On Tuesday 10 March, the popular BBC2 documentary series Natural World narrated by Sir David Attenborough, dedicated an entire episode to Galapagos! Of course there was some spectacular footage highlighting the beauty and uniqueness of these Islands and the wildlife that can be found there. But this documentary stood out from previous broadcasts focused solely on the untouched areas of the Archipelago. This one featured the humans that also call the Islands home and tells the stories of how wildlife is adapting to their presence.
Our biggest reaction to watching this great programme was to want to thank you, our supporters, for your ongoing generosity. Every project featured on there is represented within our portfolio of support over the past 18 months. From watching the pioneering discoveries still being made by our Ambassador Godfrey Merlen (watch a clip of his story of the snakes of Fernandina island here) to the ground-breaking Mangrove Finch Project (the field season of which we are currently funding), this programme really does highlight the need for ongoing conservation in this unique Archipelago.
To find out more about the projects featured and to find out how you can continue to help support them in the future, please explore the links below.
Saving the Mangrove Finch
Thanks to the support of our members, the Mangrove Finch Project has entered its second year of the ground-breaking programme and the team are in the field right now collecting the next batch of eggs to bring this critically endangered population back from the very brink. It is a great example of a successful multi-institutional project carried out by the Charles Darwin Foundation and Galapagos National Park in collaboration with San Diego Zoo Global and the Durrell Wildlife Conservation Trust.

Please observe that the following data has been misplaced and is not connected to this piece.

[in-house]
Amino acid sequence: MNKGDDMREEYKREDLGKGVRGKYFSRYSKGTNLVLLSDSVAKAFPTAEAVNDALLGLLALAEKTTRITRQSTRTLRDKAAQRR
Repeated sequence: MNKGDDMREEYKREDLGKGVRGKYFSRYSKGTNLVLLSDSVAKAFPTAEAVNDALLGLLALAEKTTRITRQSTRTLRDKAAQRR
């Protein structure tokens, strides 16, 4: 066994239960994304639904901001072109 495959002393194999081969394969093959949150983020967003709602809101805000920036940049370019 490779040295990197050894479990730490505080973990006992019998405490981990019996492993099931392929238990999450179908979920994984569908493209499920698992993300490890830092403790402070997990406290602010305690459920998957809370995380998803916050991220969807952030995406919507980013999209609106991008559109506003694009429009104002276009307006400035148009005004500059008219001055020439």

Strengthening the Population of Floreana Mockingbirds
As Sir David Attenborough describes, the Floreana mockingbird is one of the most important birds in the history of – it was integral in the formation of Darwin’s theory. Working with Luis Ortiz-Catedral, we are supporting essential research on the remaining populations on the islets of Champion and Gardner to best advise future management strategies – possibly reintroducing them to the island of Floreana one day after almost 200 years. Read more about the Floreana mockingbird here.
Tracking the (Terrestrial) Giants of Galapagos
Thanks to our supporters, we have funded the work of Steve Blake for over 5 years as he and his team work tirelessly to learn more about the lives of the Islands’ most famous residents, the Galapagos giant tortoises. The continuation of this work is critical to ensure that future development plans of the urban areas of Galapagos are undertaken with the needs of local wildlife in mind. Find out about the Lost Years Project here or adopt a hatchling today for a friend or family member.
Tracking the (Marine) Giants of Galapagos
The funds raised in our summer 2013 appeal, enabled us to fund the Galapagos Whale Shark Project in 2014. We are continuing our support this year and are also working with masters students in the UK on supporting data analysis.
The BBC documentary highlighted that education is essential to ensure the sustainable future of Galapagos. By engaging today’s children, we produce our future conservation ambassadors – important both on the Islands themselves and around the world. Through the Discovering Galapagos programme, we are aiming to provide free educational resources internationally highlighting the issues in Galapagos and their relevance at a global scale. Begin your journey here.
If you would like to support any of these projects, please donate today!
by Rachael Blundell